Shoot-N-C 12″x12″ Sight-In Grid, 5-pk $10.56

Shoot-N-C Handgun Training Target, 5-pk $7.99

splatterburst target neo halo yellow

Splatterburst 12″x12″ sight-in target, 10-pk $11.01

splatterburst target neo halo yellow

Splatterburst 3″ circles, 9 per sheet, 10-pk $8.99

Shoot-n-c splatter burst grid target

Shoot-N-C 12″ Grid Sight-in, 10-pk, $6.75
(black shot halos)

Shoot-n-c splatter burst grid target

Shoot-N-C 8″ White bullseye, 10-pk, $6.75
(black shot halos)

This Video Shows Black Shot Halos on White Background Target:
Ever Seen BLUE Splatter Targets?
Check Out These Big Dawg Targets…

splatterburst target neo halo blue big dawg

Big Dawg 4″ circles, 5 per sheet, 50-pk $22.99

splatterburst target neo halo yellow

Big Dawg 18″x24″ Silhouette, 10-pk $19.99

shoot n c silhouette handgun splatter target

Shoot-N-C Combo Pack, Bad Guy and Pistol Trainer, 5-pk, $14.99

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February 5th, 2019

Three-Position 10m Air Rifle — Popular Sport for Young Shooters

Three Position 3p air rifle airgun precisision competition CMP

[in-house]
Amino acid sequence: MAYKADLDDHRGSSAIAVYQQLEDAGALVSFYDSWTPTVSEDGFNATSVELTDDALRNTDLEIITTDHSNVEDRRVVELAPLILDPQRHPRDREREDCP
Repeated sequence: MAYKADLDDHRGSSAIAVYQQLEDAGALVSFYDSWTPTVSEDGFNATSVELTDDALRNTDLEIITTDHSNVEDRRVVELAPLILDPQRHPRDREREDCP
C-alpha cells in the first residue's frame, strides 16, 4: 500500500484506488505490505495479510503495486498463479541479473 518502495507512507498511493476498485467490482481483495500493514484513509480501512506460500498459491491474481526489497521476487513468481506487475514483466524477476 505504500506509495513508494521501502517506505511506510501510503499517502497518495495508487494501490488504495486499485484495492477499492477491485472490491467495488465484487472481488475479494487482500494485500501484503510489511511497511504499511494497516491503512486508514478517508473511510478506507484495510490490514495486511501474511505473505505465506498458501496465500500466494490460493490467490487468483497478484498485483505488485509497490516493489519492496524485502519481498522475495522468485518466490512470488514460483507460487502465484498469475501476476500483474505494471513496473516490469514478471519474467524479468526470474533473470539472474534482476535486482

Three Position 3p air rifle airgun precisision competition CMPThree-Position (3P) Air Rifle Shooting is the most popular and fastest-growing form of shooting sports competition for junior shooters (High School age and younger). The Civilian Marksmanship Program (CMP) conducts two different 3P Air Rifle events. Precision Air Rifle is modeled after Olympic-style shooting and allows the use of specialized target rifles and equipment. Sporter Air Rifle is designed for new competitors or those who desire to compete with a minimum of equipment and expense.

In both types of shooting, competitors fire at targets at a distance of 10 meters in three different positions, prone, standing and kneeling. Three-Position Air Rifle provides young competitors with competitive shooting sports opportunities that can be offered on a wide variety of easily accessible or easily constructed ranges, with equipment that is commonly available at affordable costs.

The CMP actively promotes Three-Position Air Rifle shooting as a premier youth marksmanship competition by providing low-cost equipment and pellets as well as training materials and competition activities. In addition, other air gun events for juniors and adults are hosted by CMP throughout the year. CMP facilities have Open Public Shooting evenings, and matches for air rifle and air pistol take place at the CMP Marksmanship Centers.